New Kaipara Mayor Craig Jepson in the former Dargaville Borough’s Mayoral Chair. Photo / Susan Botting
By Susan Botting – Local Democracy Reporter for Northland
New Kaipara Mayor Craig Jepson has fired a shot across the government’s bow during his maiden speech.
Jepson, 64, said the government’s increasing top-down decision making was hitting the Kaipara community hard.
Farmers, growers and businesses were all being affected by the consequences of this ever-increasing government decision making position.
The comments from Kaipara’s newest mayor were made in his hard hitting maiden speech at the Kaipara District Council (KDC)’s official swearing in ceremony on Wednesday.
Jepson, in his speech to about 80 people in the Dargaville Lighthouse Function Centre, repeated his campaign stance that he was strongly against Three Waters.
He said the 2022 local election’s KDC voting had delivered him a strong mandate for council change.
The Mangawhai resident said other factors were also impacting Kaipara residents.
The world was heading into a period of inflation and looming recession, he said.
He said the council needed to look at areas where its programmes could be cut or delayed.
Kaipara residents could not afford the forecast 9.95 per cent council rates increase they were facing, he said.
After being officially sworn in as the new Kaipara mayor, Jepson in turn did the same for his new deputy mayor Jonathan Larsen, 51, and eight other KDC councillors.
Larsen lives at Topuni, about 20 minutes drive from Mangawhai, just north of the Northland/Auckland border and is in KDC’s Kaiwaka-Mangawhai General Ward.
He was among those at the October 8 celebratory gathering at Jepson’s Mangawhai home, as KDC’s provisional local election results were announced after voting closed at noon that day.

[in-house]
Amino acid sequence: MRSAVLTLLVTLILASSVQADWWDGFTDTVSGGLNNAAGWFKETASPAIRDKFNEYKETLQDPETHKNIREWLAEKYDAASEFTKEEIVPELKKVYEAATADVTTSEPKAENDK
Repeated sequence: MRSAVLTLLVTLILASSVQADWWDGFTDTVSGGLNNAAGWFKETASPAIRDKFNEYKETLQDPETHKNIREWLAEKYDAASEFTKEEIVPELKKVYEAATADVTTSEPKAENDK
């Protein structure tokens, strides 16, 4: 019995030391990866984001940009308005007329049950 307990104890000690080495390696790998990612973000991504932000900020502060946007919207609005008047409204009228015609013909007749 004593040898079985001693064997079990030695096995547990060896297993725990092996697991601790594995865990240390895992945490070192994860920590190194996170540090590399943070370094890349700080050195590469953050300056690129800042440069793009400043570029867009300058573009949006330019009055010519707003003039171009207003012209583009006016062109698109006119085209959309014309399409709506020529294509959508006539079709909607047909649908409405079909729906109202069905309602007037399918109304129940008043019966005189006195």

Larsen has a Master of Business Administration (MBA) with first-class honours from Massey University. He said on Wednesday, he was very honoured to be KDC’s new deputy mayor.
He is one of now four Mangawhai area-based KDC elected representatives along with Mangawhai Heads’ Rachael Williams and Mike Howard.
A Mangawhai-based KDC mayor and deputy mayor is a first for the council, in a district increasingly marked by an east-west divide.
This sees the Pacific Ocean’s Mangawhai settlement in Kaipara’s east, increasingly dominating the district’s 3000 sq km. As one of New Zealand’s fastest-growing coastal settlements, its challenges include providing infrastructure for rapid growth.
This is in contrast to the district’s Tasman Sea-influenced west headed by Dargaville, where growth is more static.
Jepson said appointing Larsen as his deputy was not about Mangawhai dominating Kaipara and the loss of local government in the west.
It was about appointing the best person with the best brains for the job.
Jepson had said that Kaipara’s population base was too low and more people were required.
He later clarified those comments were made in reference to Kaipara’s west as these challenges did not apply to Mangawhai.
Jepson said more development was needed, with obstacles for that being removed, particularly to capitalise on Kaipara’s unique position as being on Auckland Council’s northern border.
New KDC councillors also include Dargaville’s Pera Paniora representing the council’s Te Moananui o Kaipara Māori ward.
Jepson last year led Kaipara’s campaigning against the introduction of Māori wards, delivering a petition to this effect to KDC in February 2021, along with new KDC councillors Ash Nayyar.
He told Wednesday’s meeting he was against race-based representation.
The other KDC councillors to sign the oath for their new 2022-2025 roles also included Gordon Lambeth, Ron Manderson, Mark Vincent and Eryn Wilson-Collins.
KDC has Northland’s biggest lineup change since the 2019-2022 council term, with 70 per cent of its councillors this time around new.
Larsen is in his ninth year on the KDC.
He served two years of his first 2010-2013 term after resigning in 2012 at the same meeting as Government-appointed Commissioners were announced for KDC after huge cost blowouts for Mangawhai’s Ecocare sewerage scheme and ratepayer revolt.
Larsen said he had resigned because he didn’t want to be part of decision making around the huge scheme cost blowout and what he said was his inability to get council decision making into the open arena, rather than being discussed in ‘public excluded’ meetings.
Larsen was next re-elected to KDC for its first post-Commissioners’ 2016-2019 council and then again for the 2022-2025 term.
He has a Bachelor of Science. His career mahi has included work on bovine embryo technology. He has also worked for Fire and Emergency New Zealand (FENZ).
■ Local Democracy Reporting is Public Interest Journalism funded through NZ On Air